I should mention that for reference, reporter Daniel Jimenez took iphone pictures as he made his way through his meal. I was doubtful about how that would turn out, but his efforts were fabulous. He made it very easy for me, although he explained that he started eating a few things before remembering to take a picture, but I just left out the bite marks.

More coming soon!

Some Food, Part 1

I drew a slew of food illustrations for a special magazine insert for the San Jose Mercury News Sunday paper, which appeared on doorsteps November 30.

Daring reporter Daniel Jimenez bravely went forth into a posh restaurant and ordered one of the most expensive meals in the Bay Area to judge for himself if it could possibly be worth it. Mr. Jimenez did what he had to do to get to the bottom of the story, which meant eating all kinds of stuff I would NEVER eat.

Open in a new window for a much larger image.

I created a lot of drawings for this piece and I will share them all, but it would be way too much labor to put them in one post right now; I'm a little full of Thanksgiving turkey and wondrously lumpy smashed 'taters, and can't sit upright in this chair for very long. I'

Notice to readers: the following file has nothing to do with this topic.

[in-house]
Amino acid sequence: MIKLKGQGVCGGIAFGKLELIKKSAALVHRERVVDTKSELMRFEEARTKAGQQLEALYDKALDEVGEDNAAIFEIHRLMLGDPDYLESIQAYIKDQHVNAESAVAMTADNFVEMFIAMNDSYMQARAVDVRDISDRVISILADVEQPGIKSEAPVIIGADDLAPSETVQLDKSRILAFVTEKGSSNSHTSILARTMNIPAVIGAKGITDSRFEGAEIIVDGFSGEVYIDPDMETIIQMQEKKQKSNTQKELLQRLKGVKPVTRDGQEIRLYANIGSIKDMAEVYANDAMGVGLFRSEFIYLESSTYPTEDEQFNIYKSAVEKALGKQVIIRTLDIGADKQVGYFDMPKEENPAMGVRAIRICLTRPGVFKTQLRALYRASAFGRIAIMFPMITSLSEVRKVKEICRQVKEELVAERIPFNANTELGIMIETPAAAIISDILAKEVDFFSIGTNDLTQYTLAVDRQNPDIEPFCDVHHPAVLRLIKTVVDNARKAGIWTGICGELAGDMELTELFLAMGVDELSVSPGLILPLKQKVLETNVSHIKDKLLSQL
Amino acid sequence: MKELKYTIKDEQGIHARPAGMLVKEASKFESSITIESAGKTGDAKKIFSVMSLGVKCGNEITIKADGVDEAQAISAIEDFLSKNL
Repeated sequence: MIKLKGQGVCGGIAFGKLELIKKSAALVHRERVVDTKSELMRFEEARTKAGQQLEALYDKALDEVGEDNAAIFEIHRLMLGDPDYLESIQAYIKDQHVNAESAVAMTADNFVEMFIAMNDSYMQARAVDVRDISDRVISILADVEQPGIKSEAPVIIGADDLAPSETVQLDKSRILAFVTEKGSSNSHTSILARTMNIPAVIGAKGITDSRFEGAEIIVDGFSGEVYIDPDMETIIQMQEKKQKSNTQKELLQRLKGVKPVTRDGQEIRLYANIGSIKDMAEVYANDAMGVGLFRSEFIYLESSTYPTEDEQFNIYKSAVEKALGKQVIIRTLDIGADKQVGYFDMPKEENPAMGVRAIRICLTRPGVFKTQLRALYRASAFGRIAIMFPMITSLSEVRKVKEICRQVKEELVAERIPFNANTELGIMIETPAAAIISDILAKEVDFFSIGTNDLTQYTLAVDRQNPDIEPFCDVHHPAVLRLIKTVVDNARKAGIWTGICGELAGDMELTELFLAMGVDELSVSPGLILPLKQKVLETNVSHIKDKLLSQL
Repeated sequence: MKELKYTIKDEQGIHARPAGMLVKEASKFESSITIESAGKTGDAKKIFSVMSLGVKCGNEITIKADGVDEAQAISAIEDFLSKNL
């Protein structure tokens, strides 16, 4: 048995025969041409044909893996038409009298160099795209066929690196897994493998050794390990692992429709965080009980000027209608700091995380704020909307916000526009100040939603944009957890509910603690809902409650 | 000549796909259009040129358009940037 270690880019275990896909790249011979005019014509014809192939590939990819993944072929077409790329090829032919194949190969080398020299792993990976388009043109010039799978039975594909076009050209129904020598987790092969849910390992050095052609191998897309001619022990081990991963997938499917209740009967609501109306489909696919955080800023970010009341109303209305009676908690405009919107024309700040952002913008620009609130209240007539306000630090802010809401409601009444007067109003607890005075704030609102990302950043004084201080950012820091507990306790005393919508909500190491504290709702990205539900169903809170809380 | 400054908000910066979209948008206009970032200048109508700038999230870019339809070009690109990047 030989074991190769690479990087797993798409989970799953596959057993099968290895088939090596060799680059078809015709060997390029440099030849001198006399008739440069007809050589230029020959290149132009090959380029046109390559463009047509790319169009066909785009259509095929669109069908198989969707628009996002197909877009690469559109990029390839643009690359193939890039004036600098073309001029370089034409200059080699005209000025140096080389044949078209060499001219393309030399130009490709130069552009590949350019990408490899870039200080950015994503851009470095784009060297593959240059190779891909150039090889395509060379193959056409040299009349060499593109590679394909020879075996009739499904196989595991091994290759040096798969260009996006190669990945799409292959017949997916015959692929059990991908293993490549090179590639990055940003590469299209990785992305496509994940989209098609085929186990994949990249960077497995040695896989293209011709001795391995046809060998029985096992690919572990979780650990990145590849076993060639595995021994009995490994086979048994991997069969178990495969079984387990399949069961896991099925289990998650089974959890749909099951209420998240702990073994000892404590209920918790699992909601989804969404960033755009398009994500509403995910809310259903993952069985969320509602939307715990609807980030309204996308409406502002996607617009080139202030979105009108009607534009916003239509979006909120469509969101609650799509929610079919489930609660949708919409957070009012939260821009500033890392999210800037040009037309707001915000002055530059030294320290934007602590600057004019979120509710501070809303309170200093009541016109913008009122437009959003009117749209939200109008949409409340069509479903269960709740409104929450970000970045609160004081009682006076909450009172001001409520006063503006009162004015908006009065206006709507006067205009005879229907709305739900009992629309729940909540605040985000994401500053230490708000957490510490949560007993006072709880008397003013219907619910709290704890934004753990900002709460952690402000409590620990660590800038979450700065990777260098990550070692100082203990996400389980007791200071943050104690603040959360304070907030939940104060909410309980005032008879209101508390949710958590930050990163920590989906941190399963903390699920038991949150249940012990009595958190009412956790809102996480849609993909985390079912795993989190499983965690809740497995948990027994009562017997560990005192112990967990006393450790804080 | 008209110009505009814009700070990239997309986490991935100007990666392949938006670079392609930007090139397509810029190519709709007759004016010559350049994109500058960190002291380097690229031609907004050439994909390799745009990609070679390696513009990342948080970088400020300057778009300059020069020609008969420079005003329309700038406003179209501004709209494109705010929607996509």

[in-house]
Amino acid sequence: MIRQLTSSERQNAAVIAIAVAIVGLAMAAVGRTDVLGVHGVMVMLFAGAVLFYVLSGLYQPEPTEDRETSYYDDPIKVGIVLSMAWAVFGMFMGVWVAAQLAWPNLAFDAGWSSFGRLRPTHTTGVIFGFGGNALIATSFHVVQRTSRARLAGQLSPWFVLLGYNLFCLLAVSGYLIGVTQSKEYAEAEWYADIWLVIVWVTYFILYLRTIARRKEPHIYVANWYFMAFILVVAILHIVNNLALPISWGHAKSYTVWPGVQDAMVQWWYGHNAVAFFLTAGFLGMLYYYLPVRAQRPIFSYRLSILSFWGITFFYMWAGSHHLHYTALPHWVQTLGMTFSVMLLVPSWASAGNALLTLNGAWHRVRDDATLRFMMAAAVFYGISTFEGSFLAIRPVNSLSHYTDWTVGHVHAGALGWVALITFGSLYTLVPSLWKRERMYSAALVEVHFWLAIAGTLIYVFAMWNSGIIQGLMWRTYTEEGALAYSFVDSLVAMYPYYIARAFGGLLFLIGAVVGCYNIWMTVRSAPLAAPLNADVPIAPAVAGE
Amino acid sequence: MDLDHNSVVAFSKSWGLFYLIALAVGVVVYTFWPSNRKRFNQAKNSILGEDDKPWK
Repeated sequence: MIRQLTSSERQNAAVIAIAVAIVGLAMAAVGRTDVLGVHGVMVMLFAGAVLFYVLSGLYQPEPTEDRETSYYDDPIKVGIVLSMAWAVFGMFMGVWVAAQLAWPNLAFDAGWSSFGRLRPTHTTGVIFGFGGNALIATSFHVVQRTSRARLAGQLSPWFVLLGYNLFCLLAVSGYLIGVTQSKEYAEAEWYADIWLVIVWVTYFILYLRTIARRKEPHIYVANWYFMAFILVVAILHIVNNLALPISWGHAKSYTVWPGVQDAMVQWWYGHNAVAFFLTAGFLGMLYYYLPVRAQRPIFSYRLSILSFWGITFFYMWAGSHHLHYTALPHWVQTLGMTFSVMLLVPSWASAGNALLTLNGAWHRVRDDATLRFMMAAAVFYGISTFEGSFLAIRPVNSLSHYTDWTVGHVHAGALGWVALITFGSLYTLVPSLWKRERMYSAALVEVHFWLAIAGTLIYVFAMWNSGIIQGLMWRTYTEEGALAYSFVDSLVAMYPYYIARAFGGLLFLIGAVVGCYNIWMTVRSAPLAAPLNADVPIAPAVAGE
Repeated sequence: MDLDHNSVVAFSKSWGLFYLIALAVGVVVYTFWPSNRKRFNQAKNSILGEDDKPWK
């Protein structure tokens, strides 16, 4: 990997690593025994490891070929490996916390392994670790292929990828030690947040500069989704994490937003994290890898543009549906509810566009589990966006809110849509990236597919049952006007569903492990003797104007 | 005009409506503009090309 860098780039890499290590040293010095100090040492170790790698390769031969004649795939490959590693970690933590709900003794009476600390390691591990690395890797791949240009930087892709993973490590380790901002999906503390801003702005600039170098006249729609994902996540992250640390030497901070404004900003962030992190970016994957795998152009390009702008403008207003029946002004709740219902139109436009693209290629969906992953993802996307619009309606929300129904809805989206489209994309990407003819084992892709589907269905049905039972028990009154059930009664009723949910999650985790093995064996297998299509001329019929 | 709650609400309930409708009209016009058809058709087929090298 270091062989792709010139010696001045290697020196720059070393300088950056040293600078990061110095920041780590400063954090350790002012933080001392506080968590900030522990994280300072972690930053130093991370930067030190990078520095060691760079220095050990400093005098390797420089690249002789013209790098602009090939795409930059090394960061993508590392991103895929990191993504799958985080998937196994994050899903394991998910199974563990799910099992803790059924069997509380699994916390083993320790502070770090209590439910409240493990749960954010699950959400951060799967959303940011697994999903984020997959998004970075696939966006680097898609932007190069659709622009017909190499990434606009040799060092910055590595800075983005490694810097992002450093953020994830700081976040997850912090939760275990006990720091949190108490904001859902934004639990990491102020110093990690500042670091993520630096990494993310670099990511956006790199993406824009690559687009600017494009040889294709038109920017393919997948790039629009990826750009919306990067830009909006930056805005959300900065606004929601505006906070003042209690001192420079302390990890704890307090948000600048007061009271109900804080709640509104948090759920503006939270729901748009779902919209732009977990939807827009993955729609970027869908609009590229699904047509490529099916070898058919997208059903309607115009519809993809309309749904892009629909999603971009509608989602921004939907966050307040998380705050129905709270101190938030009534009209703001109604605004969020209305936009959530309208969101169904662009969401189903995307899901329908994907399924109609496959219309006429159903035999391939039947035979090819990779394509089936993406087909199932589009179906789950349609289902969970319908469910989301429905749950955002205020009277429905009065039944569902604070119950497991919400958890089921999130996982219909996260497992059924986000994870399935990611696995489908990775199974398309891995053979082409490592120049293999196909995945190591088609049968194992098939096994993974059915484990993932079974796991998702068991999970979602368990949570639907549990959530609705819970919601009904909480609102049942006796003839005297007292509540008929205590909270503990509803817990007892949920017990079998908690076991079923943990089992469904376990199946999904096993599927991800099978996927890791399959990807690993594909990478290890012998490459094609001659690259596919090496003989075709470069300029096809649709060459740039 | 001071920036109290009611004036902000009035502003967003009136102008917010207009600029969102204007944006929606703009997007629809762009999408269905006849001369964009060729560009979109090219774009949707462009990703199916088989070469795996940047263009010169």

ll try to show the entire collection in four or five posts and then, ideally, put them in a single enormo-post when I’m done.

Same here.

All of the art was drawn in photoshop, with a touch of MangaStudio here and there. I’ll talk more about the project and the drawings in the entries ahead.

As implied above, I’m not a foodie by any stretch -- I’d frenzy-pounce on the “flash-grilled lobster” for sure, yet flick the yuzu lime thing off my plate with a fork so as not to get any on my fingers -- but I enjoyed drawing all of these.

More to come!

Giants Do It Again

The world is topsy-turvy and anything can happen. Weird to think that, a few years ago, I figured I would slip free of this mortal body (many decades down the line) and never see the Giants contend in a World Series. This season, the instant they beat the Pirates in the one game playoff, I would have been more shocked had they not won it all. Again.